VHL content is a collection or network of information sources on the Internet. Information sources are created and operated under the principles of cooperation and decentralization. These VHL principles aim to develop local capabilities in the operation of information sources and to help expand and strengthen the health sciences information flow in the Region. The continuing development of local capability in the operation of information sources will help contextualize the VHL contents to respond efficiently to local demands for information.

The VHL architecture aims to ensure that information sources produced through this decentralized approach will be connected in a network and thus maximize their visibility and accessibility while avoiding duplication of work. Information sources should thus be created, organized, structured, and fed according to compatible methodologies developed within the VHL context, under BIREME's coordination. Each source has its elements or data fields defined, along with the coding standards, data entry and tagging, and content selection criteria. The methodologies include computer programs that facilitate their implementation.

An underlying premise of the VHL methodologies is that the production of information sources is decentralized, under the coordination of an institution designated by the VHL Advisory Committee, whether at the national level or for a thematic area. The coordinating institution is responsible for the integrity of the information source and its compliance with the corresponding methodology.

An important characteristic of the production of information sources in the VHL is quality control of its contents, preservation of collections, and guaranteed access to documents in electronic format or on paper.

In short, production of information sources in the VHL includes the following dimensions:

  1. Criteria for content selection from the information sources. For example, the Guidelines for Selection of Documents in LILACS;
  2. Information sources are organized in one or more electronic files, and each of their units is structured in elements or data fields. For example, the LILACS bibliographic format, the SciELO DTDs;
  3. Content of the elements or data fields follows standards for coding, cataloguing, tagging, etc. For example, content indexing fields should comply with the DeCS terminology;
  4. Local, national, subregional, or regional production of an information source should come under the responsibility and coordination of an institution with the function of ensuring data integrity and compliance with the respective standards. Production can include periodic transfer of records among local units and the respective coordinating unit. For example, the LILACS database is coordinated by BIREME at the regional level, the LIPECS database is coordinated by the Central Library of Universidad Cayetano Heredia at the national level, the MEDCARIB database by the University of West Indies, Jamaica, at the regional level for the English-speaking Caribbean, etc.
  5. e. The VHL Advisory Committee at the national or thematic level is responsible for monitoring and evaluating the production of information sources.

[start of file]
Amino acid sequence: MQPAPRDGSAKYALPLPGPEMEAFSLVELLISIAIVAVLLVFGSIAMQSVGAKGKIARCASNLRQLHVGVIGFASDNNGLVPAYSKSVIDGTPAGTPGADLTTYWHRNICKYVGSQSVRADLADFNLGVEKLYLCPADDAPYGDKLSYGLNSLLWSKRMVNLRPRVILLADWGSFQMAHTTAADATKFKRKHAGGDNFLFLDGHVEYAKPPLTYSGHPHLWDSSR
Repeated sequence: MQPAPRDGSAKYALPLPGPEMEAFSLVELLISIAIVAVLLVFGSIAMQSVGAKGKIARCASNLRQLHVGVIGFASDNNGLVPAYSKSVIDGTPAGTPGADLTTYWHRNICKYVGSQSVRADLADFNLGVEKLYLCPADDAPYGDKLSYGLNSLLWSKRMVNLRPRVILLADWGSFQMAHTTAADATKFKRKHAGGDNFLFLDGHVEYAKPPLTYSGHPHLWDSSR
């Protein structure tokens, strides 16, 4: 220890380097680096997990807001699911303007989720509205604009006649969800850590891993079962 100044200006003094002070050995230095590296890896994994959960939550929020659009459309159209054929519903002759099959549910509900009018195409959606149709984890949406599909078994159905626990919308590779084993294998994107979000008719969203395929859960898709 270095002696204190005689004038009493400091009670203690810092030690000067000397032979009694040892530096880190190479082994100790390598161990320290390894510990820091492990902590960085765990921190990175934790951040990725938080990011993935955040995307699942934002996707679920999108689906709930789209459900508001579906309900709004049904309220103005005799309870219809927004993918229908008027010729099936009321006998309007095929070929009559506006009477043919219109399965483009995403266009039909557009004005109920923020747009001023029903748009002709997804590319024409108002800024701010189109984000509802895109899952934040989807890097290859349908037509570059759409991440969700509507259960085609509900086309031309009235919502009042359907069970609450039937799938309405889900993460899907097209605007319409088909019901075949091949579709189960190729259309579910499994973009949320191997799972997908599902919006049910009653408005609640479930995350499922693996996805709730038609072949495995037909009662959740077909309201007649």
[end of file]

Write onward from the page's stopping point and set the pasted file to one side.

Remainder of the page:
It is suggested that the National Advisory Committee define the responsibilities in the development of information sources and prepare a matrix of specific projects to be developed in the country or thematic area, identifying the institutions involved in each project and their levels of responsibility (coordination, participation, etc.).

2.1. Production of secondary information sources in the VHL

This section deals with the production of traditional secondary information sources, realigned to operate in the VHL, within the architecture of which the first type of information source is constituted.

Secondary information sources are defined as:

  1. databases, catalogs, or bibliographic indexes referencing documents and texts in general whose contents are recognized as scientific and technical health literature related to Latin America and the Caribbean;
  2. directories referencing health-related institutions and organizations, specialists, scientific research projects, development projects, events, and courses in Latin America and the Caribbean.

2.1.1 Bibliographic databases

The main objective of bibliographic databases operated in the VHL is the bibliographic control of health-related scientific and technical production in the Latin American and Caribbean countries. The databases thus reference all types of documents: journal articles, books, theses and dissertations, papers presented at scientific meetings, technical and scientific reports, projects, and nonconventional documents.

The LILACS database (Latin American and Caribbean Health Sciences Literature) was the first bibliographic database developed by BIREME, starting in 1982. In the Latin American and Caribbean Region, various regional and national bibliographic databases were subsequently created and operated using the LILACS Methodology to organize, structure, feed, and maintain bibliographic databases and are known as LILACS System databases.

The program used under the LILACS Methodology to feed the bibliographic databases is LILDBI (LILACS Bibliographic Description and Indexing), developed by BIREME, either in DOS or Internet/Web, available as of 2001. LILACS

The LILACS database, coordinated at the regional level by BIREME, is the result of a cooperative effort by more than 400 Cooperating Centers from 37 countries in Latin America and the Caribbean.